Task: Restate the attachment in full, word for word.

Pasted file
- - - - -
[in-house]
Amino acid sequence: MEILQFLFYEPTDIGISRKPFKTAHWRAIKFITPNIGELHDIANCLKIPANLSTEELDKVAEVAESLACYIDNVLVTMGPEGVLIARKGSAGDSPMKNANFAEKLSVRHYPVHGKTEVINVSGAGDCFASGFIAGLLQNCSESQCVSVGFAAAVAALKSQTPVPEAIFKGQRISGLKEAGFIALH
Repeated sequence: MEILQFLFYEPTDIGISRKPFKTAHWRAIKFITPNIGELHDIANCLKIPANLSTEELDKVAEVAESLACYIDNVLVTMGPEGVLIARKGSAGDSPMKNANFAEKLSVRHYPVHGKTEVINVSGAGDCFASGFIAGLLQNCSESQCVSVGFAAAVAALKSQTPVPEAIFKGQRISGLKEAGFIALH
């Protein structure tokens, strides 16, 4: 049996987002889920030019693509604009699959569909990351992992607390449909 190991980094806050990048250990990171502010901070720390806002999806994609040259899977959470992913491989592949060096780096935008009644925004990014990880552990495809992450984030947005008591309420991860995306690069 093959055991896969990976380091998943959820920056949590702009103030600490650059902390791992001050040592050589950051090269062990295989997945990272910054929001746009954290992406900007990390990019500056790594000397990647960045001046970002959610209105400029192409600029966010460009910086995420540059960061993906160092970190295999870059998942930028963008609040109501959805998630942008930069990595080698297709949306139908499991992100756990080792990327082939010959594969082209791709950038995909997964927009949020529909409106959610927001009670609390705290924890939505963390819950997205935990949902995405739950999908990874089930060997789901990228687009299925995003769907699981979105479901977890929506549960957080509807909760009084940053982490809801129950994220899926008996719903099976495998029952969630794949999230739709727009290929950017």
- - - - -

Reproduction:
[in-house]
Amino acid sequence: MEILQFLFYEPTDIGISRKPFKTAHWRAIKFITPNIGELHDIANCLKIPANLSTEELDKVAEVAESLACYIDNVLVTMGPEGVLIARKGSAGDSPMKNANFAEKLSVRHYPVHGKTEVINVSGAGDCFASGFIAGLLQNCSESQCVSVGFAAAVAALKSQTPVPEAIFKGQRISGLKEAGFIALH
Repeated sequence: MEILQFLFYEPTDIGISRKPFKTAHWRAIKFITPNIGELHDIANCLKIPANLSTEELDKVAEVAESLACYIDNVLVTMGPEGVLIARKGSAGDSPMKNANFAEKLSVRHYPVHGKTEVINVSGAGDCFASGFIAGLLQNCSESQCVSVGFAAAVAALKSQTPVPEAIFKGQRISGLKEAGFIALH
């Protein structure tokens, strides 16, 4: 049996987002889920030019693509604009699959569909990351992992607390449909 190991980094806050990048250990990171502010901070720390806002999806994609040259899977959470992913491989592949060096780096935008009644925004990014990880552990495809992450984030947005008591309420991860995306690069 093959055991896969990976380091998943959820920056949590702009103030600490650059902390791992001050040592050589950051090269062990295989997945990272910054929001746009954290992406900007990390990019500056790594000397990647960045001046970002959610209105400029192409600029966010460009910086995420540059960061993906160092970190295999870059998942930028963008609040109501959805998630942008930069990595080698297709949306139908499991992100756990080792990327082939010959594969082209791709950038995909997964927009949020529909409106959610927001009670609390705290924890939505963390819950997205935990949902995405739950999908990874089930060997789901990228687009299925995003769907699981979105479901977890929506549960957080509807909760009084940053982490809801129950994220899926008996719903099976495998029952969630794949999230739709727009290929950017």